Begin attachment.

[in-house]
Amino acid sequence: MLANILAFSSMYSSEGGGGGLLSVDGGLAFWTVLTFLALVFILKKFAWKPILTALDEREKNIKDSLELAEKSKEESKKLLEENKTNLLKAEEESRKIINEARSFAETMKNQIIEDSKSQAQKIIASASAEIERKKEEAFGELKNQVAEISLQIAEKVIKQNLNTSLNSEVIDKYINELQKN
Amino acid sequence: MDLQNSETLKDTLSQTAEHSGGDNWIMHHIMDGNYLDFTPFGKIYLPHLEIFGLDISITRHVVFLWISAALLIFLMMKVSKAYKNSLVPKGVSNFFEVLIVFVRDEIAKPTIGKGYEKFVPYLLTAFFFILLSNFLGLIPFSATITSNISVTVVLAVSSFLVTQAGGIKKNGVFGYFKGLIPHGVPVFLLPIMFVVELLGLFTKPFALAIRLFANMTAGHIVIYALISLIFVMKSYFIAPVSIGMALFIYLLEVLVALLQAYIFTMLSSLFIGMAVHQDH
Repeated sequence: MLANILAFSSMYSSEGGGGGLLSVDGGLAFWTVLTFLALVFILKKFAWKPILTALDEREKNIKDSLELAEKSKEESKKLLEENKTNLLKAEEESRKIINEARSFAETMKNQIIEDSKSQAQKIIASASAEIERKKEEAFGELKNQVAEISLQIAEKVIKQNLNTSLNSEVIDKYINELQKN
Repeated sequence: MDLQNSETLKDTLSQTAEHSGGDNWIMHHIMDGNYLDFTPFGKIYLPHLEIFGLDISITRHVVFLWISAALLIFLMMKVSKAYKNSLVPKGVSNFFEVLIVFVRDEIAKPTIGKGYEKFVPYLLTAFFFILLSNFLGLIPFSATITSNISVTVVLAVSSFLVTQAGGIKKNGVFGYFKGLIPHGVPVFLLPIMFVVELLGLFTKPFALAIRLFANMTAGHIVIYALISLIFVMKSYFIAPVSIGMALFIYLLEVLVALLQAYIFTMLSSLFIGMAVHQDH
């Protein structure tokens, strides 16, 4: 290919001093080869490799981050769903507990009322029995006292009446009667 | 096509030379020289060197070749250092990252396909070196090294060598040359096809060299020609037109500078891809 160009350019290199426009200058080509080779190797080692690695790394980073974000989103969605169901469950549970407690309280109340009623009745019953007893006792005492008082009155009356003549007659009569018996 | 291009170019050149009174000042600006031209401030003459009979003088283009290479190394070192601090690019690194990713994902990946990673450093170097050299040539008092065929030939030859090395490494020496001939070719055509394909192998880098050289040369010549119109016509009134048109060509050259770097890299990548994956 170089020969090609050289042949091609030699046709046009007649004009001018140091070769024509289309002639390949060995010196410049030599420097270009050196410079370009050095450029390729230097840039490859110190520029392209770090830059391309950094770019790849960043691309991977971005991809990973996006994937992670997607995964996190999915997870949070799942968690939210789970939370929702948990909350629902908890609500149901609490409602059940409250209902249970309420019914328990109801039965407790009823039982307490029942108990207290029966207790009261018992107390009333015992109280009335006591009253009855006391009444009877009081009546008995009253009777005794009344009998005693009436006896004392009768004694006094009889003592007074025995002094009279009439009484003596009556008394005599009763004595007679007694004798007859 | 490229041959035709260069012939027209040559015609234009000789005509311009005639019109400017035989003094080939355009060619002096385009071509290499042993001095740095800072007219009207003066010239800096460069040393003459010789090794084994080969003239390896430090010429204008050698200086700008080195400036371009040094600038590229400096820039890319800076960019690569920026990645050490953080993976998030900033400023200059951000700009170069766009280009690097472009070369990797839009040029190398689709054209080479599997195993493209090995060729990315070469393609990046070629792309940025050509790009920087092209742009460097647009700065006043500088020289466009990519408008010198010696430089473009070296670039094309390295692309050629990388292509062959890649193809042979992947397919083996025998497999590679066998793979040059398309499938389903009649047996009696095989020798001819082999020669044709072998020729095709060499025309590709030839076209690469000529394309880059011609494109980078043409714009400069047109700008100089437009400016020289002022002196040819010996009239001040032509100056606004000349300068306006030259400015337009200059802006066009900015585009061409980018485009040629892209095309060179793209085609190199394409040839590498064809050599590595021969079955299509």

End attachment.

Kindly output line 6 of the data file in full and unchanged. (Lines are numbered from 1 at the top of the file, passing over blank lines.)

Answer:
């Protein structure tokens, strides 16, 4: 290919001093080869490799981050769903507990009322029995006292009446009667 | 096509030379020289060197070749250092990252396909070196090294060598040359096809060299020609037109500078891809 160009350019290199426009200058080509080779190797080692690695790394980073974000989103969605169901469950549970407690309280109340009623009745019953007893006792005492008082009155009356003549007659009569018996 | 291009170019050149009174000042600006031209401030003459009979003088283009290479190394070192601090690019690194990713994902990946990673450093170097050299040539008092065929030939030859090395490494020496001939070719055509394909192998880098050289040369010549119109016509009134048109060509050259770097890299990548994956 170089020969090609050289042949091609030699046709046009007649004009001018140091070769024509289309002639390949060995010196410049030599420097270009050196410079370009050095450029390729230097840039490859110190520029392209770090830059391309950094770019790849960043691309991977971005991809990973996006994937992670997607995964996190999915997870949070799942968690939210789970939370929702948990909350629902908890609500149901609490409602059940409250209902249970309420019914328990109801039965407790009823039982307490029942108990207290029966207790009261018992107390009333015992109280009335006591009253009855006391009444009877009081009546008995009253009777005794009344009998005693009436006896004392009768004694006094009889003592007074025995002094009279009439009484003596009556008394005599009763004595007679007694004798007859 | 490229041959035709260069012939027209040559015609234009000789005509311009005639019109400017035989003094080939355009060619002096385009071509290499042993001095740095800072007219009207003066010239800096460069040393003459010789090794084994080969003239390896430090010429204008050698200086700008080195400036371009040094600038590229400096820039890319800076960019690569920026990645050490953080993976998030900033400023200059951000700009170069766009280009690097472009070369990797839009040029190398689709054209080479599997195993493209090995060729990315070469393609990046070629792309940025050509790009920087092209742009460097647009700065006043500088020289466009990519408008010198010696430089473009070296670039094309390295692309050629990388292509062959890649193809042979992947397919083996025998497999590679066998793979040059398309499938389903009649047996009696095989020798001819082999020669044709072998020729095709060499025309590709030839076209690469000529394309880059011609494109980078043409714009400069047109700008100089437009400016020289002022002196040819010996009239001040032509100056606004000349300068306006030259400015337009200059802006066009900015585009061409980018485009040629892209095309060179793209085609190199394409040839590498064809050599590595021969079955299509």